Startup Stories: Amy Benson, Founder & CEO of Diolog
Joining us today for Startup Stories, we have Amy, the founder & CEO of Diolog, who discusses her journey, the challenges in tech and finance, and her aspirations for Diolog.
In today’s Startup Stories feature, we’re highlighting Amy Benson, the brains behind Diolog. Merging her experience in private equities with the tech world, she identified a communication gap in investor relations. Amy’s story revolves around identifying problems and innovating solutions. With Diolog, she’s simplifying two-way communication between businesses and their investors. Join us as Amy discusses her journey, the challenges in tech and finance, and her aspirations for Diolog.
Hey Amy, thanks for joining us today. Let’s start from your diverse background. How did your experience in private equities and communications converge, leading you to identify and address the gap in investor relations?
Before I got into startups, I worked in a private equities firm as a Digital Strategy Director. We had clients spanning a wide range of industries and I got to wear a lot of hats. I helped create websites, manage social media, led investor communications, create pitch decks and marketing channel strategies – the list goes on.
However, there was one common thread running throughout these projects that caught my attention almost immediately, and that was that two-way communication is the key ingredient for success. In fact, it’s the building blocks for relationships, successful deals and everything in between.
I soon realised that investor relations isn’t often a two-way discussion. Big, listed companies present large amounts of information in their annual reports and at AGMs, but often don’t have an easy way to get feedback or queries from all of their shareholders. I knew that empowering companies to scale two-way communication would benefit the ecosystem as a whole, and wanted to find a way to make this happen between investors and the companies they invest in.
You’ve noted that annual general meetings are becoming obsolete for effective investor communications. Can you dive a bit deeper into the core issues you saw there and what inspired the birth of Diolog?
The biggest issue is that it should be as easy to communicate with the companies you invest in as it is to buy shares in them – but it isn’t. A big reason for this is that the investor relations industry hasn’t changed for decades.
It’s slow moving and follows the one-way communication pattern of pushing out information through market releases, annual reports and AGMs, without investors having the accessibility to respond or seek clarification. It’s the way it’s worked at least since the ASX opened in the 1980s, but really, it’s remained pretty much the same for over a hundred years.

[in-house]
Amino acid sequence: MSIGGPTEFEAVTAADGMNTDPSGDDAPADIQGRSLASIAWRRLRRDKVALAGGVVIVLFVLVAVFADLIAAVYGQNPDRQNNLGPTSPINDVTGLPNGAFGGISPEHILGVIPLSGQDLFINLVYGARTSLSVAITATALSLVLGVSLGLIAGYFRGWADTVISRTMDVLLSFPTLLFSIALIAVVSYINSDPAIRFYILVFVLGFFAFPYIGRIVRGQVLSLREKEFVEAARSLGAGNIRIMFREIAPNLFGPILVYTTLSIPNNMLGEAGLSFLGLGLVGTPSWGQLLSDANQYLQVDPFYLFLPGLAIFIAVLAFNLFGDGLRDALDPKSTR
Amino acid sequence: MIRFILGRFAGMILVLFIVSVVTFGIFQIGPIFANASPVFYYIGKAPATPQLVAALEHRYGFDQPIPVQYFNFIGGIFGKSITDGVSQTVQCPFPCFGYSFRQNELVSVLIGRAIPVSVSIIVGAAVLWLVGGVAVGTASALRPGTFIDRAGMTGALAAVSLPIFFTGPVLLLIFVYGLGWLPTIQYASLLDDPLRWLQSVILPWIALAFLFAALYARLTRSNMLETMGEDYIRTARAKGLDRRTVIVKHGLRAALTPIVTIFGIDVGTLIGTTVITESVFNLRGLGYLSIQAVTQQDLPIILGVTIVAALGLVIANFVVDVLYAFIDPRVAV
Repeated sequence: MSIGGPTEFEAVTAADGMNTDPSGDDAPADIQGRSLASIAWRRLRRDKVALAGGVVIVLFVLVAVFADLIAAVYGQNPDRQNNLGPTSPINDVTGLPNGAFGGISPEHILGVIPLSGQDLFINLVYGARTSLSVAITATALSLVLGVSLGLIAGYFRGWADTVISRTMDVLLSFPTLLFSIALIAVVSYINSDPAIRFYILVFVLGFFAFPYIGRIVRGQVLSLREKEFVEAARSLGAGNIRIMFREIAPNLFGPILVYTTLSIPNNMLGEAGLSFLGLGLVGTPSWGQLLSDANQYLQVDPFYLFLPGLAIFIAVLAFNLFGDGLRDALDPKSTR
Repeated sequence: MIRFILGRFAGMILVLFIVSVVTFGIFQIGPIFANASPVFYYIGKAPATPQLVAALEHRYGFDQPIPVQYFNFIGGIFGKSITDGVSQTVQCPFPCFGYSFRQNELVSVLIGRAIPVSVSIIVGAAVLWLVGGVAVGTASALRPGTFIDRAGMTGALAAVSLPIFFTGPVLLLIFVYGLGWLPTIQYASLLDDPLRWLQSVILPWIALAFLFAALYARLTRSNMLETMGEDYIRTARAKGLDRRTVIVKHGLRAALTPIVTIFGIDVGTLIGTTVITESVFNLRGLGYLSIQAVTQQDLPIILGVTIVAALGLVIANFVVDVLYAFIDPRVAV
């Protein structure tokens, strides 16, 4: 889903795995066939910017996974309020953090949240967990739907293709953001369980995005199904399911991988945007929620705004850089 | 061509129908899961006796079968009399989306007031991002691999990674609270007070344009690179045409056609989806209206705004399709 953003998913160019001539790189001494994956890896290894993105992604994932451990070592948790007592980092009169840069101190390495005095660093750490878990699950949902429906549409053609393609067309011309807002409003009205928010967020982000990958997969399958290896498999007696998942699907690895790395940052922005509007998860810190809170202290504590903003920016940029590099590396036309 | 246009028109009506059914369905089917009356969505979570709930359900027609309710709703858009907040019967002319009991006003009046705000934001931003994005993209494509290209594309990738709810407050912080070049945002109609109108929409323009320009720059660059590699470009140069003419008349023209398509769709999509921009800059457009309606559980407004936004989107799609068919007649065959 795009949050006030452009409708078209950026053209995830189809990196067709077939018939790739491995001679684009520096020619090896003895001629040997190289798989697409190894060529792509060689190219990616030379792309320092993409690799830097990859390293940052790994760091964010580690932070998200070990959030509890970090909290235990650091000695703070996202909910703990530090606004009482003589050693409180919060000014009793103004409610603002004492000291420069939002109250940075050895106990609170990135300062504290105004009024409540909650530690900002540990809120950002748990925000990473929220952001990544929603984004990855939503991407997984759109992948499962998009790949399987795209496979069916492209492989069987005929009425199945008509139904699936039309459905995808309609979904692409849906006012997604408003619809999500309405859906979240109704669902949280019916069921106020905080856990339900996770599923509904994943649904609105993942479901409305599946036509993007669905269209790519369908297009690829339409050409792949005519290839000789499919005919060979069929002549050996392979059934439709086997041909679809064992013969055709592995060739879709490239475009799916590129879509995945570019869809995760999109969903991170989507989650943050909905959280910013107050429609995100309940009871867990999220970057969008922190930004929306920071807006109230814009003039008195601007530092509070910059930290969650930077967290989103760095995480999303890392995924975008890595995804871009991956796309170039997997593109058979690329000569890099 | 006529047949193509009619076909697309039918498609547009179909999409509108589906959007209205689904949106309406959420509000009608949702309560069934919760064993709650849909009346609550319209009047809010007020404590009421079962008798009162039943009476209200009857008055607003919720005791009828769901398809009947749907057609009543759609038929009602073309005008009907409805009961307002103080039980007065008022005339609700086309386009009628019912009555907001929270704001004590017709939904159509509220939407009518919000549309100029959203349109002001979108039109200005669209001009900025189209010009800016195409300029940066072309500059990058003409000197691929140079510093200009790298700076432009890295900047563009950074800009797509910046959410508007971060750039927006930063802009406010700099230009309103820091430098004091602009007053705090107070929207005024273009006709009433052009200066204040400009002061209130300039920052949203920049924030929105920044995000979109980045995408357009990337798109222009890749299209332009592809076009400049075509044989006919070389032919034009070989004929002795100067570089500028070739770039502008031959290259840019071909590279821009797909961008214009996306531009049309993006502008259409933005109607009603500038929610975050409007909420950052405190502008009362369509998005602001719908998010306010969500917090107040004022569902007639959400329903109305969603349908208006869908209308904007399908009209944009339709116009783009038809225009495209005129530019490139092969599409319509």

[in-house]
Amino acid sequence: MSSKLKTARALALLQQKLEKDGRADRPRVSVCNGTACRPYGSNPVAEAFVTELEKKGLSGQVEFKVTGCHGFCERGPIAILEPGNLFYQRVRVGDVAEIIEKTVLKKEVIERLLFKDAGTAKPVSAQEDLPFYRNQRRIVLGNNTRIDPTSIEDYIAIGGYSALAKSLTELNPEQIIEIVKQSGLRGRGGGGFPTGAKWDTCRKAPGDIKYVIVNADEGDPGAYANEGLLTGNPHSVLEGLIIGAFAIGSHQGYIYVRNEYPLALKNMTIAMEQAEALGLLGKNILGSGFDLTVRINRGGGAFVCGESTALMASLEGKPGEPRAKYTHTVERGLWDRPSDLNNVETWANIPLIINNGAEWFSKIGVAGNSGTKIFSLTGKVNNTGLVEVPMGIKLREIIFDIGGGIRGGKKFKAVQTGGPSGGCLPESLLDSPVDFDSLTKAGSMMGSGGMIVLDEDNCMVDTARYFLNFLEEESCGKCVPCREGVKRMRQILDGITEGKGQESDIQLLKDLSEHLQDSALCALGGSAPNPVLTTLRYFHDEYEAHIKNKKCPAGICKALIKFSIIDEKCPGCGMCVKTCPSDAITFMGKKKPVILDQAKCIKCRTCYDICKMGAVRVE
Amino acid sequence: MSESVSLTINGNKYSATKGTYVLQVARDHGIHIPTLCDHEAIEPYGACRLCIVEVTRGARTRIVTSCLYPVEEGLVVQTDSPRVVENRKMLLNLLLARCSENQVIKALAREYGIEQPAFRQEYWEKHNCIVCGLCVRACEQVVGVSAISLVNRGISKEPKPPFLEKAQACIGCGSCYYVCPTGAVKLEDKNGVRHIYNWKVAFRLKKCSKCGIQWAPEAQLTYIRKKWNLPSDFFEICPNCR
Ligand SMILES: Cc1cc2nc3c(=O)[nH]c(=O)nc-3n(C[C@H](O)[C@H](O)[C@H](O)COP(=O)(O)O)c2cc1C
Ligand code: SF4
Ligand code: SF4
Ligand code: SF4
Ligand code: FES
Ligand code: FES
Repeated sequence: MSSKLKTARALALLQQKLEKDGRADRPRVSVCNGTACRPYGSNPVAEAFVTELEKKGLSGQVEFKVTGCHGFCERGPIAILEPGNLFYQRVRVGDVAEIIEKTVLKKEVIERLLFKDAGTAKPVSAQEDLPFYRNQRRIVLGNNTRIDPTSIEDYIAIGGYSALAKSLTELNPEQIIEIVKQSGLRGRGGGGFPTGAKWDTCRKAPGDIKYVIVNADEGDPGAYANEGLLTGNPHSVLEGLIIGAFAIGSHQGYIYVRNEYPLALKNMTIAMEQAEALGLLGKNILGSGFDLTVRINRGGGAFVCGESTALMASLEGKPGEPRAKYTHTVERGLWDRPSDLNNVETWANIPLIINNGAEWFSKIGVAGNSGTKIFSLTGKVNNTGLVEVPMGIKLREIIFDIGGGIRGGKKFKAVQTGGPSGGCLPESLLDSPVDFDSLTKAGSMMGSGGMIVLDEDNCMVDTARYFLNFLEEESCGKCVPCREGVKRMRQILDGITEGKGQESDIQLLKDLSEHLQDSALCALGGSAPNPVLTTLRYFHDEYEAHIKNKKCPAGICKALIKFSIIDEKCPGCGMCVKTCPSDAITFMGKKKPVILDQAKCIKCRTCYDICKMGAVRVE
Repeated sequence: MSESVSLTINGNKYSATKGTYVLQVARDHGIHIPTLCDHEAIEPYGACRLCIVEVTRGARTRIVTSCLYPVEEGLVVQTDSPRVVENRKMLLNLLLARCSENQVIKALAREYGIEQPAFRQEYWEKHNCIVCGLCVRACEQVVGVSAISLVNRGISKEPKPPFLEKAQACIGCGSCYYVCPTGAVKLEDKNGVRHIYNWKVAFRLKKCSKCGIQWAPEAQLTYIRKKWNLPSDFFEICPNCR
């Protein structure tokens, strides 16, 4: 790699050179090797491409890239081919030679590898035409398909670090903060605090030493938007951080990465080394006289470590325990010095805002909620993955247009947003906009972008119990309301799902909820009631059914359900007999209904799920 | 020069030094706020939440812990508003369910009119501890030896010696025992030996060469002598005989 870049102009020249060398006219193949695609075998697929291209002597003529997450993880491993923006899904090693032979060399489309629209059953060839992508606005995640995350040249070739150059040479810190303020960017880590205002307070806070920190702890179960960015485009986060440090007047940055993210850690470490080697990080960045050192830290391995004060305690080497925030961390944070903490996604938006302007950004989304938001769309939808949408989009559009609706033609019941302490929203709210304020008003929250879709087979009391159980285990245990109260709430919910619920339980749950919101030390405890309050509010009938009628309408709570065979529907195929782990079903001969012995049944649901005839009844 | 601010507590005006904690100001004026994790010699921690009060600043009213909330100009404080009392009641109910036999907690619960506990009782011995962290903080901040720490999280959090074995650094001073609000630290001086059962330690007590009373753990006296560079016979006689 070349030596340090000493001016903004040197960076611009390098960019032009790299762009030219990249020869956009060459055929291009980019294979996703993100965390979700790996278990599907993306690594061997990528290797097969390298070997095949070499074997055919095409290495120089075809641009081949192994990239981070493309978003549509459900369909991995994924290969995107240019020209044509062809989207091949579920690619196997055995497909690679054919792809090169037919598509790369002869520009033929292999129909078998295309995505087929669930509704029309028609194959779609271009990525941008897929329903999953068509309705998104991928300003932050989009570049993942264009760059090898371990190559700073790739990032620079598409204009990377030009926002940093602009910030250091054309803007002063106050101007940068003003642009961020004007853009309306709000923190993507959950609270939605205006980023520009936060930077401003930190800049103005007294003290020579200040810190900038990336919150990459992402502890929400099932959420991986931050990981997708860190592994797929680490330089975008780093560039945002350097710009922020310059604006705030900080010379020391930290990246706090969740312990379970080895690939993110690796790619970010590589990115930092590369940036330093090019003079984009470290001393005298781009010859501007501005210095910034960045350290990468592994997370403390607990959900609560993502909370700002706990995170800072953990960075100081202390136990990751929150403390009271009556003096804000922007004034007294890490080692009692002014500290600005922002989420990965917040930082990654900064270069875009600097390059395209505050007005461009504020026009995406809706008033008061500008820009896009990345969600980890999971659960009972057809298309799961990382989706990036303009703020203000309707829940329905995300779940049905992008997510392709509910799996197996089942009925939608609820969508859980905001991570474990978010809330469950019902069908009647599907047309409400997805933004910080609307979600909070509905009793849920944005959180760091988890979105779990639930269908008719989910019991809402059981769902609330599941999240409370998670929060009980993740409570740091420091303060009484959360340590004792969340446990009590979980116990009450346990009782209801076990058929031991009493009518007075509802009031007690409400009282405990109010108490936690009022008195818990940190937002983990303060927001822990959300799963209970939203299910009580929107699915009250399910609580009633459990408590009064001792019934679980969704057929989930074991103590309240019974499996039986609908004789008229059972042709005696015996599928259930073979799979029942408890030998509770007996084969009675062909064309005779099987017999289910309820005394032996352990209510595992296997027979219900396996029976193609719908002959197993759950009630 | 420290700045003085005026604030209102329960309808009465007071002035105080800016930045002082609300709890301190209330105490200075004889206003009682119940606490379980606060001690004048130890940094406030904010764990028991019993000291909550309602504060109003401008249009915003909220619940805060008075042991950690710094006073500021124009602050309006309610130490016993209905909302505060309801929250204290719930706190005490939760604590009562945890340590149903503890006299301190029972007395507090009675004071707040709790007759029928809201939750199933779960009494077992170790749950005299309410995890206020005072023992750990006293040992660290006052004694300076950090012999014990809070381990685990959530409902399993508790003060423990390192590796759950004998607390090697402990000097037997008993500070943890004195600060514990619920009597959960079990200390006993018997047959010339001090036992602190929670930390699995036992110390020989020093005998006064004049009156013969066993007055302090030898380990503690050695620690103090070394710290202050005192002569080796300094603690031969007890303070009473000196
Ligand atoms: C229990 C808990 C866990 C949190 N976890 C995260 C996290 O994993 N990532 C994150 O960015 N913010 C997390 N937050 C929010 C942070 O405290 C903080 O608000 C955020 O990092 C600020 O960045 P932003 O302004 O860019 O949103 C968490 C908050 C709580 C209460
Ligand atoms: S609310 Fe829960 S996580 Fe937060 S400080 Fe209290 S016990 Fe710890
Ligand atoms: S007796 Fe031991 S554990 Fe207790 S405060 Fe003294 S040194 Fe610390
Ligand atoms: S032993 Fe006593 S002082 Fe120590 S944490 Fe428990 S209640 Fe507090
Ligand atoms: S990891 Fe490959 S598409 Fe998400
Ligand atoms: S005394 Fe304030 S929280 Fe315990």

Almost every other industry has used technology to make it easier for people to communicate, but investor relations has been lagging behind. It’s not easy for everyone to attend an AGM, and we see a large information accessibility discrepancy between large institutional shareholders and retail shareholders.
But as a result, companies are also struggling from damaged investor relationships. Without two-way communication, they don’t get to access valuable satisfaction indications from their investors, and they also have to spend a lot of time responding to investors who do reach out, ensuring they avoid any mixed messaging.
With Diolog, investors can use a free mobile app to ask questions about the companies they invest in, and businesses can use this web-based platform to answer questions in a time-saving, streamlined way
With Diolog’s introduction as the world’s first two-way investor communication software, what tangible changes or shifts have you observed in the way public companies engage with their shareholders?
It’s early days, but we’re thrilled to be seeing an uptick in interest from companies who are prioritising consistent, transparent communication with investors – especially in today’s economic climate. Communication allows investors to feel more confident in the investments they are making, and in return, companies get insight into what their shareholders want.
In a world where almost every other industry has harnessed technology to make things easier and more convenient for the end user, the archaic investor relations space has damaged investors relationships and is seriously eroding confidence by not keeping up.
The feedback from the businesses currently using Diolog has been unanimous in that they’ve seen an increase in investor engagement and positive sentiment across the board. We’re also hearing from company directors that they are getting much more valuable insights from their shareholders which is having a tangible impact on their decision making.